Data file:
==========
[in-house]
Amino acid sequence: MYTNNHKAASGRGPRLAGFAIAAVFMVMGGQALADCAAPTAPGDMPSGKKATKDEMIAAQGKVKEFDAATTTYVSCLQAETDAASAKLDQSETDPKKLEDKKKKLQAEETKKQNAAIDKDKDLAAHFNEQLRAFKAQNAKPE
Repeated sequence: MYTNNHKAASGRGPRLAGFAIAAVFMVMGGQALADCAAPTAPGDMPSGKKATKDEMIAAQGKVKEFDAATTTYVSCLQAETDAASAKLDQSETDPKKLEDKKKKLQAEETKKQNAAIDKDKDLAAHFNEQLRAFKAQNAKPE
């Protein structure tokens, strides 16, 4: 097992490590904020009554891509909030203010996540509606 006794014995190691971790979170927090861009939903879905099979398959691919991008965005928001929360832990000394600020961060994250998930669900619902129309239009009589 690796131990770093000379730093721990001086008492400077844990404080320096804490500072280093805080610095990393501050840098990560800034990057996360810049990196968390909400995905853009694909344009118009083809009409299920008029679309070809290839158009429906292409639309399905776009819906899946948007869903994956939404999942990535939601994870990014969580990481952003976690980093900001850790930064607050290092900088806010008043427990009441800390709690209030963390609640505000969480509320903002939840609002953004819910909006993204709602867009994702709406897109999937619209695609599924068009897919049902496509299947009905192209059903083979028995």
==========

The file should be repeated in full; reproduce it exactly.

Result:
[in-house]
Amino acid sequence: MYTNNHKAASGRGPRLAGFAIAAVFMVMGGQALADCAAPTAPGDMPSGKKATKDEMIAAQGKVKEFDAATTTYVSCLQAETDAASAKLDQSETDPKKLEDKKKKLQAEETKKQNAAIDKDKDLAAHFNEQLRAFKAQNAKPE
Repeated sequence: MYTNNHKAASGRGPRLAGFAIAAVFMVMGGQALADCAAPTAPGDMPSGKKATKDEMIAAQGKVKEFDAATTTYVSCLQAETDAASAKLDQSETDPKKLEDKKKKLQAEETKKQNAAIDKDKDLAAHFNEQLRAFKAQNAKPE
């Protein structure tokens, strides 16, 4: 097992490590904020009554891509909030203010996540509606 006794014995190691971790979170927090861009939903879905099979398959691919991008965005928001929360832990000394600020961060994250998930669900619902129309239009009589 690796131990770093000379730093721990001086008492400077844990404080320096804490500072280093805080610095990393501050840098990560800034990057996360810049990196968390909400995905853009694909344009118009083809009409299920008029679309070809290839158009429906292409639309399905776009819906899946948007869903994956939404999942990535939601994870990014969580990481952003976690980093900001850790930064607050290092900088806010008043427990009441800390709690209030963390609640505000969480509320903002939840609002953004819910909006993204709602867009994702709406897109999937619209695609599924068009897919049902496509299947009905192209059903083979028995």